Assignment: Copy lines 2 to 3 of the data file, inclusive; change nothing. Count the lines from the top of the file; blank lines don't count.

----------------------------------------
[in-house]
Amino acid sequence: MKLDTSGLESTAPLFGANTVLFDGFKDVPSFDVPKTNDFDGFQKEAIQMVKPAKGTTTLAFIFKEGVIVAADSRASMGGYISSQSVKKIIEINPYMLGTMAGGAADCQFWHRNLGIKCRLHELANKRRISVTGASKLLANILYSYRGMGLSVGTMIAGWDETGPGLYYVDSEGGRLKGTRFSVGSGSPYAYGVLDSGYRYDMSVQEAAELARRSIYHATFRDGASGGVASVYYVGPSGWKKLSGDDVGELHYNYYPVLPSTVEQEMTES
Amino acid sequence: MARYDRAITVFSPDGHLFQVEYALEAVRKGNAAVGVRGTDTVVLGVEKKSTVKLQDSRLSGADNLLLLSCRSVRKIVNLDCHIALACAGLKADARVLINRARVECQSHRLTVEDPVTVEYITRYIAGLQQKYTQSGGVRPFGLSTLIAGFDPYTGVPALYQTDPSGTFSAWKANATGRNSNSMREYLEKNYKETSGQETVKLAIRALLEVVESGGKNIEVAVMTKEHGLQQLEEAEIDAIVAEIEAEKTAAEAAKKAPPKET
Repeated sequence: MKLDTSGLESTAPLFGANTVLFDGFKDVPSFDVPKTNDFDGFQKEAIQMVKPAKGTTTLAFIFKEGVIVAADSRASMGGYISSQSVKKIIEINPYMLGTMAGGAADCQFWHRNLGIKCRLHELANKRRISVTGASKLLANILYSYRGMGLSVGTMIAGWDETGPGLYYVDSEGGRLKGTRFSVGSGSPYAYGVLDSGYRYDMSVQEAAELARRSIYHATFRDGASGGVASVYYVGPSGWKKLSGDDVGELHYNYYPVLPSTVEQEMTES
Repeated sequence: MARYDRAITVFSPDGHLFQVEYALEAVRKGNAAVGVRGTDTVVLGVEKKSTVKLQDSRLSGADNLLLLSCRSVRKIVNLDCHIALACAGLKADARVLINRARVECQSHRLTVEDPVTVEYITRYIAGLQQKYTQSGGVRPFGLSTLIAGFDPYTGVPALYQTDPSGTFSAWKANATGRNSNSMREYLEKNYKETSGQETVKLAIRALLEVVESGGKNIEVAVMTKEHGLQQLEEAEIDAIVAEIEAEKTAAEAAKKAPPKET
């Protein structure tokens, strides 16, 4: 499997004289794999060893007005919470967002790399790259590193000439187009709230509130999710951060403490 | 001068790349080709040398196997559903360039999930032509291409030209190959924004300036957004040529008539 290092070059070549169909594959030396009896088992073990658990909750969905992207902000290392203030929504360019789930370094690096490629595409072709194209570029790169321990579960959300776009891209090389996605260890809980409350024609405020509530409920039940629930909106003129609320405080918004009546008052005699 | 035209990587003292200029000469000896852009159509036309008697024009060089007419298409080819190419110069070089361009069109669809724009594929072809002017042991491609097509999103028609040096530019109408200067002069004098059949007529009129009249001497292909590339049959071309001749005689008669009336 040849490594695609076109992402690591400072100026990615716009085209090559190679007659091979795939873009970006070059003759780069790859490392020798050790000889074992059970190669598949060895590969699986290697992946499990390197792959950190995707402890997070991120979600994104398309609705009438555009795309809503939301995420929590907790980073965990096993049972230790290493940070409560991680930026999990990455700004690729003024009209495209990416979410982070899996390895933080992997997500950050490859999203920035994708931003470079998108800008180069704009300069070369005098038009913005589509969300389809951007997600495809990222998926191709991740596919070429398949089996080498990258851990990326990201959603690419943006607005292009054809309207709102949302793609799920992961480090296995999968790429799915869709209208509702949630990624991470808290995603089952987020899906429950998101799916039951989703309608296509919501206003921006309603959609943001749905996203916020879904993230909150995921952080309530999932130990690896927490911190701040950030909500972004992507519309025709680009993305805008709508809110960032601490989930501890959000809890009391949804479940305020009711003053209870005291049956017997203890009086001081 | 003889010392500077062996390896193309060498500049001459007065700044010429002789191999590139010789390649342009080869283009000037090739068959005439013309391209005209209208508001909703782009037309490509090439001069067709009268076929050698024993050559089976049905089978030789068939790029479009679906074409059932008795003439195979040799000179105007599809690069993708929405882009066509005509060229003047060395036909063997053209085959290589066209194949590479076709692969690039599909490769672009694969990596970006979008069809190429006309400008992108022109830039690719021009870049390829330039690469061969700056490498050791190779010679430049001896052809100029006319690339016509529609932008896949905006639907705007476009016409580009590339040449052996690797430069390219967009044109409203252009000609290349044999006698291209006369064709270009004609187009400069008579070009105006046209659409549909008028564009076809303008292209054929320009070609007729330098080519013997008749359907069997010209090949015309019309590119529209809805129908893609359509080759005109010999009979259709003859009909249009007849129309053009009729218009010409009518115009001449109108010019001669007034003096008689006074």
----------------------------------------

Amino acid sequence: MKLDTSGLESTAPLFGANTVLFDGFKDVPSFDVPKTNDFDGFQKEAIQMVKPAKGTTTLAFIFKEGVIVAADSRASMGGYISSQSVKKIIEINPYMLGTMAGGAADCQFWHRNLGIKCRLHELANKRRISVTGASKLLANILYSYRGMGLSVGTMIAGWDETGPGLYYVDSEGGRLKGTRFSVGSGSPYAYGVLDSGYRYDMSVQEAAELARRSIYHATFRDGASGGVASVYYVGPSGWKKLSGDDVGELHYNYYPVLPSTVEQEMTES
Amino acid sequence: MARYDRAITVFSPDGHLFQVEYALEAVRKGNAAVGVRGTDTVVLGVEKKSTVKLQDSRLSGADNLLLLSCRSVRKIVNLDCHIALACAGLKADARVLINRARVECQSHRLTVEDPVTVEYITRYIAGLQQKYTQSGGVRPFGLSTLIAGFDPYTGVPALYQTDPSGTFSAWKANATGRNSNSMREYLEKNYKETSGQETVKLAIRALLEVVESGGKNIEVAVMTKEHGLQQLEEAEIDAIVAEIEAEKTAAEAAKKAPPKET